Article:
R3 (effective date 01/01/2010): CPT/HCPCS coding update 2010 - CPT codes 64470, 64472 were deleted from group 4 (PARAVERTEBRAL JOINT/NERVE BLOCKS – DIAGNOSTIC AND THERAPEUTIC) and replaced with CPT codes 64490, 64491, 64492. CPT codes 64475, 64476 were deleted from group 4 (PARAVERTEBRAL JOINT/NERVE BLOCKS – DIAGNOSTIC AND THERAPEUTIC) and replaced with CPT codes 64493, 64494, 64495. The code descriptor was changed for CPT code 77003. The LCD was updated throughout to remove references to deleted codes and update for new codes.

The following guideline was added to the Indications for Paravertebral Facet Joint/Nerve Block: “Image guidance and localization are required for the performance of paravertebral facet joint injections described by codes 64490-64495. For Paravertebral Spinal Nerves and Branches – Fluoroscopic or computed tomography (CT) image guidance [fluoroscopy or CT] and any injection of contrast are inclusive components of 64490-64495.” Based on CR 6338, Change Type of Bill (TOB) for Federally Qualified Health Centers (FQHCs) from 73x to 77x, the following paragraph has been added to the “Other Comments” section of the LCD: “For dates of service prior to April 1, 2010, FQHC services should be reported with bill type 73X. For dates of service on or after April 1, 2010, bill type 77X should be used to report FQHC services.”

Minor changes were made to reflect current template language. No comment period required and none given. The SIA associated with this policy was similarly updated.

R2 (effective date 10/01/2009): Source of Revision – CMS publication.

The CMS National Coverage Policy references were updated to include CMS Transmittal No. 526, Publication 100-20, One-Time Notification, Change Request #6518, July 31, 2009, which updates requirements for the “Appropriate Use of Modifier 50 and Add-On Codes for Facet Joint Injections Services.” No updates to the policy were required to implement this requirement. Minor modifications were made to the policy to reflect updated NGS template language. No change was made to the supplemental instructions article associated with this local coverage determination.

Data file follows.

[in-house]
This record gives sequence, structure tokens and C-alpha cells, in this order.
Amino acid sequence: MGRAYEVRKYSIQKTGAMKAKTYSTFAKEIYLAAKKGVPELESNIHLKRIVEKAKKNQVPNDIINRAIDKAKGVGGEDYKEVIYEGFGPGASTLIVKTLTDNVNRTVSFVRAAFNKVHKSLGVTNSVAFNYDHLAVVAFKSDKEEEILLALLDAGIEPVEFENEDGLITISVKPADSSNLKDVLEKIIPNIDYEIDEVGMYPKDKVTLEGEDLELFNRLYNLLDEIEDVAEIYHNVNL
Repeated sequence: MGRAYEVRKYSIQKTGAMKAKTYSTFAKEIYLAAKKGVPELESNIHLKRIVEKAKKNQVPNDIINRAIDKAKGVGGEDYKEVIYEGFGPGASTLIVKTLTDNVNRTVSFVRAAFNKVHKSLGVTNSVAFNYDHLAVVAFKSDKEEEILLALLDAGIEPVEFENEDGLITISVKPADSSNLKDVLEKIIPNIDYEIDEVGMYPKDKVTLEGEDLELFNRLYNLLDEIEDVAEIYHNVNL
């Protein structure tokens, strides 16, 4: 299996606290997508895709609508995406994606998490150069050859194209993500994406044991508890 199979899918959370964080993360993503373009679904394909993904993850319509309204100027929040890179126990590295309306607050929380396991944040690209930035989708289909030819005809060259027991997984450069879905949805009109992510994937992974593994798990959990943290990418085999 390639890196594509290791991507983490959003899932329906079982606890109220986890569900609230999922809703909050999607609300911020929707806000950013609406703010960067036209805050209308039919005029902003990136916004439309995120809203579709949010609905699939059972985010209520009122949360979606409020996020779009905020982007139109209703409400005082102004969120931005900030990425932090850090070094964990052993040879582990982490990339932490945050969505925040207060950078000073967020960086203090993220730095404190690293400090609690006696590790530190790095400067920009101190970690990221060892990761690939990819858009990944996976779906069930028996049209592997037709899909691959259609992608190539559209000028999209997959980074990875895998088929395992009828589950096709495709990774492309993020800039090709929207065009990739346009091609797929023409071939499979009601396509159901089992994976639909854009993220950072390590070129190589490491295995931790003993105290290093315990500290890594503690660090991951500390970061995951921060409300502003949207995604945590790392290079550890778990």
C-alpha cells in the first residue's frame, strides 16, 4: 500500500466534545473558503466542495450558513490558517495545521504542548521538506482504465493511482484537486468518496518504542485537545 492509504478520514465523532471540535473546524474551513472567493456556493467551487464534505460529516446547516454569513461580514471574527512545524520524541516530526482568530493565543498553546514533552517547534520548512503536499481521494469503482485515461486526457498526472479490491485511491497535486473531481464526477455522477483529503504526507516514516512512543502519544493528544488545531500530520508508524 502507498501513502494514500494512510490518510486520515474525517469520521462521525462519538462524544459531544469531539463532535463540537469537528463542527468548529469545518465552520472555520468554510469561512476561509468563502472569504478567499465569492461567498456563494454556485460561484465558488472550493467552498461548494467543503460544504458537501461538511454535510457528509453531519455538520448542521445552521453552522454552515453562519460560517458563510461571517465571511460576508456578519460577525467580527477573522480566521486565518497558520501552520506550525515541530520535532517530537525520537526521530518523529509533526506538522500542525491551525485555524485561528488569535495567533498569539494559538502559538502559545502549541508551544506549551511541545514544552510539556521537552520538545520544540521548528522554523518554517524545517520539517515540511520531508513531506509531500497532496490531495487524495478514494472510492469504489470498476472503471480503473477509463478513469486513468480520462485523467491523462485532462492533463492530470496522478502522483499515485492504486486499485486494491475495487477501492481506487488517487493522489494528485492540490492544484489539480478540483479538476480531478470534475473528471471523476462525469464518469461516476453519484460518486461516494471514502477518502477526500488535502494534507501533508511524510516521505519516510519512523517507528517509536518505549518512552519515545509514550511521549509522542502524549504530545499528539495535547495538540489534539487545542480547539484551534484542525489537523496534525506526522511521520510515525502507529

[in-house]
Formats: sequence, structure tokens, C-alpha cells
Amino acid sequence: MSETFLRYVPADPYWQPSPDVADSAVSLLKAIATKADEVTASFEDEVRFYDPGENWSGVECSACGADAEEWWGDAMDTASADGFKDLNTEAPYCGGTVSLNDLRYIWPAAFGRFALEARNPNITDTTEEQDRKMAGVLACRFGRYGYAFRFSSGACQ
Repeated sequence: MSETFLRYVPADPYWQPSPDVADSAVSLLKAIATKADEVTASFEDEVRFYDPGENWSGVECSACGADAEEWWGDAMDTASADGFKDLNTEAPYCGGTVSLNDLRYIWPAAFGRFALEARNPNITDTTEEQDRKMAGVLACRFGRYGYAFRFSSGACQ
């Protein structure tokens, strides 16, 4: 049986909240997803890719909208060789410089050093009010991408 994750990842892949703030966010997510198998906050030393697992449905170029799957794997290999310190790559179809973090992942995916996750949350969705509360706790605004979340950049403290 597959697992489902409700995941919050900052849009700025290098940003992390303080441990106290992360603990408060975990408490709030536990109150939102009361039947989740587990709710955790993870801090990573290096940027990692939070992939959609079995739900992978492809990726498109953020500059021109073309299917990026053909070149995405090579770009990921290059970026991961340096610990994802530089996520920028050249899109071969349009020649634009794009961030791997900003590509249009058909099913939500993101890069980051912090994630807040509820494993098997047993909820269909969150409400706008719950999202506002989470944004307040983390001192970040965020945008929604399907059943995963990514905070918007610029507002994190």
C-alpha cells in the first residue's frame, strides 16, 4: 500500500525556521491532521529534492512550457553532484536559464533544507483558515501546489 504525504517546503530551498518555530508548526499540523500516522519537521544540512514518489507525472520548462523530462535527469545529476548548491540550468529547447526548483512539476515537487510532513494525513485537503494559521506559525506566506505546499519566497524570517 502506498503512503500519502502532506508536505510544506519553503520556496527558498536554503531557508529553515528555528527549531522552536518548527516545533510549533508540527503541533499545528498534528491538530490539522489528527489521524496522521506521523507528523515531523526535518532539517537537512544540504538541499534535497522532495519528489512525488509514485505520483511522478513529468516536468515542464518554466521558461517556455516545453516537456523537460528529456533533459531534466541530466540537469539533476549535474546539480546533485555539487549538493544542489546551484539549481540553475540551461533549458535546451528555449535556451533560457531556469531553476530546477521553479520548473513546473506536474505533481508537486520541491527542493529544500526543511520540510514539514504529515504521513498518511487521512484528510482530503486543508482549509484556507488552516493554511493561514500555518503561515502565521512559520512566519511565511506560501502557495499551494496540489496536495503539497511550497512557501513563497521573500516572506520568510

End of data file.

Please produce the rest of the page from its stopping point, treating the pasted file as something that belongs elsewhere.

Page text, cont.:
06/05/2009 - In accordance with Section 911 of the Medicare Modernization Act of 2003, fiscal intermediary number 00270 was removed from this LCD as the claims processing for New Hampshire and Vermont was transitioned to NHIC, the Part A/Part B MAC contractor in these states.

05/15/2009 - In accordance with Section 911 of the Medicare Modernization Act of 2003, fiscal intermediary numbers 00180 and 00181 were removed from this LCD as the claims processing for Maine and Massachusetts was transitioned to NHIC, the Part A/Part B MAC contractor in these states.

R1 (effective date 04/01/2009): Source of Revision – External. The ICD-9 Codes that Support Medical Necessity has been revised as follows: In the section describing "Epidural and Intrathecal Injections: Interlaminar or Caudal (CPT codes 62310, 62311, 62318, 62319) and Transforaminal (64479, 64480, 64483, 64484); Intrathecal Drugs" the incorrect intrathecal drug codes J0785 and J1870 (typographical errors) were deleted and replaced with the correct codes HCPCS codes J0735 and J1170. The following statement was revised to add CPT codes 62318, and 62319 – "ICD-9-CM code V72.5 only when procedure codes 62310, 62311, 62318, 62319 are used for injection of agents for diagnostic procedures unrelated to pain management (e.g., cisternography)."